An Invisible Underground River: On Left-Wing Melancholia

From Carmen Castillo's Calle Santa Fe (2007).

This brilliant essay is an attempt to recover a hidden and rather discreet tradition: the tradition of "left-wing melancholia." This state of mind does not make up part of the Left’s canonical narrative: the Left is more given to celebrating glorious triumphs than tragic defeats. Nonetheless, the memory of these defeats — from June 1848 to May 1871, January 1919 and September 1973 — and solidarity with the defeated nourish revolutionary history like an invisible underground river. In the depths of resignation, this left-wing melancholia is a red thread that crosses revolutionary culture, from Auguste Blanqui to critical cinema, passing by way of Gustave Courbet, Rosa Luxemburg, and Walter Benjamin. Traverso forcefully — and counter-intuitively — reveals the full subversive, emancipatory charge of revolutionary mourning.

The history of socialism over the last two centuries has been a constellation of tragic and often bloody defeats. Yet this does not lead to acceptance of the established order — quite the opposite. In her last article in January 1919, Rosa Luxemburg wrote "The road to socialism is paved with defeats… from which we draw historical experience, understanding, power and idealism." The same spirit animated Che Guevara when he told his murderers in October 1967: "we have lost, but the revolution is immortal." However, according to Traverso this dialectic of defeat could lead to a kind of secular theodicy, with a near-religious faith in the final victory. It is better to recognise, as Luxemburg herself did in 1915, that the future remains uncertain: either "socialism or barbarism."

Unlike the glorious defeats of the past — 1848, 1871, 1919 — the defeat of 1989 (the fall of the Berlin Wall, followed by the restoration of capitalism) was a gloomy defeat that generated disillusionment. Hence the development, from those years onward, of a melancholic Marxism of which Daniel Bensaïd was one of the most eminent representatives. According to Enzo Traverso, its art resides in what Walter Benjamin called the organisation of pessimism: namely, coming to terms with failure without capitulating to the enemy, in the knowledge that a new beginning will adopt unprecedented forms.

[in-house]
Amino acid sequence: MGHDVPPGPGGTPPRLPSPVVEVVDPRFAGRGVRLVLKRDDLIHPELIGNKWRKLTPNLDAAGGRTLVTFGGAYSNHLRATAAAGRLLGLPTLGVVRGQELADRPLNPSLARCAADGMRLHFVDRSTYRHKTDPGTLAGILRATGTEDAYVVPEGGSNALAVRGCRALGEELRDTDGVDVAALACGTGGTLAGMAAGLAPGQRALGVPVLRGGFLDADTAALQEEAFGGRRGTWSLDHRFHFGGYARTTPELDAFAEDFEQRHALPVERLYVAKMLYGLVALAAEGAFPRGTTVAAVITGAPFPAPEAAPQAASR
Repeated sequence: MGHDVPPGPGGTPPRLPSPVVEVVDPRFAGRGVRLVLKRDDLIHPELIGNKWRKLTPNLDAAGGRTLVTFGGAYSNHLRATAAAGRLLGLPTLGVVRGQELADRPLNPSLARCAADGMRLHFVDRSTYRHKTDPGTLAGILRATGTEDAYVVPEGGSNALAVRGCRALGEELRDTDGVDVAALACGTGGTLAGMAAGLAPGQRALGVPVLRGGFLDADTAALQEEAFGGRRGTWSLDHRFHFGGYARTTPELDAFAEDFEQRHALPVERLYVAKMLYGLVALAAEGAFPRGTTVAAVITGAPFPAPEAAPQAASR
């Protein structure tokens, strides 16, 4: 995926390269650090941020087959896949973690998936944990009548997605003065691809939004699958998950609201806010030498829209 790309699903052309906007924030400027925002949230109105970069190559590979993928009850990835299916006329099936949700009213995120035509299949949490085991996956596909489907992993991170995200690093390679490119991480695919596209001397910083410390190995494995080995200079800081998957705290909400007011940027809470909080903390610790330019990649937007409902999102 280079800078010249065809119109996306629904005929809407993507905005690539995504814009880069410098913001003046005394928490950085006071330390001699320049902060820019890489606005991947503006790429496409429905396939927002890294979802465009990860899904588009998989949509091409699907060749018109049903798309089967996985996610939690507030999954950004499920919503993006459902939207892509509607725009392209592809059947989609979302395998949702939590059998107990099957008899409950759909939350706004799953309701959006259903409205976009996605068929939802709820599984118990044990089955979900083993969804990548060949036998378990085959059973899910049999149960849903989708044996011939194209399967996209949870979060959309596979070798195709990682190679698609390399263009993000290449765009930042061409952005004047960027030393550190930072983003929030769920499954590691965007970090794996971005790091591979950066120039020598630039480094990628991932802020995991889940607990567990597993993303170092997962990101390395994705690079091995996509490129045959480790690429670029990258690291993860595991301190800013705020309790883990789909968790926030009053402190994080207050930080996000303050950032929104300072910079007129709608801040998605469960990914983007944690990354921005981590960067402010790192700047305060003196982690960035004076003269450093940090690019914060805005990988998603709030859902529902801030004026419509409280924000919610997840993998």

Left-wing melancholia better expresses itself in the creations of the revolutionary imaginary than in theoretical controversies. The book thus explores how this sensibility figures in cinema, by way of the works of Chris Marker, Gillo Pontecorvo, and Ken Loach. Unlike when we write history, cinema’s aim is not precision. But it does display the subjective dimension of events, and this makes it a barometer of the revolutionary experience. An anti-colonialist Marxist, Pontecorvo was the film-maker par excellence in portraying the glorious defeats that prepare the future, as he did in The Battle of Algiers (1966) or Burn! (1969), which Edward Said considered a "masterpiece." In a certain sense the same evaluation could also apply to Ken Loach’s Land and Freedom, which projects a melancholic view of the Spanish revolution of 1936–37 and yet is "anything but resigned." His film is intended as a monument to the revolutionaries of the twentieth century, an epic monument coloured by mourning and which is neither dogmatic or sentimental.

Another masterpiece, Carmen Castillo’s Calle Santa Fé (2007) is an epitaph dedicated to the memory of her comrade and partner Miguel Enríquez and the Latin-American revolutions of the 1970s. As distinct from Ken Loach’s film, it above all documents a deep feeling: Carmen Castillo does not investigate the reasons for the defeat, but rather the emotions that this defeat produces, as well as the reactions of the Chilean youth today, who themselves "adopt the memory of the defeated." The pages that Enzo Traverso dedicates to this film are among the finest in his book.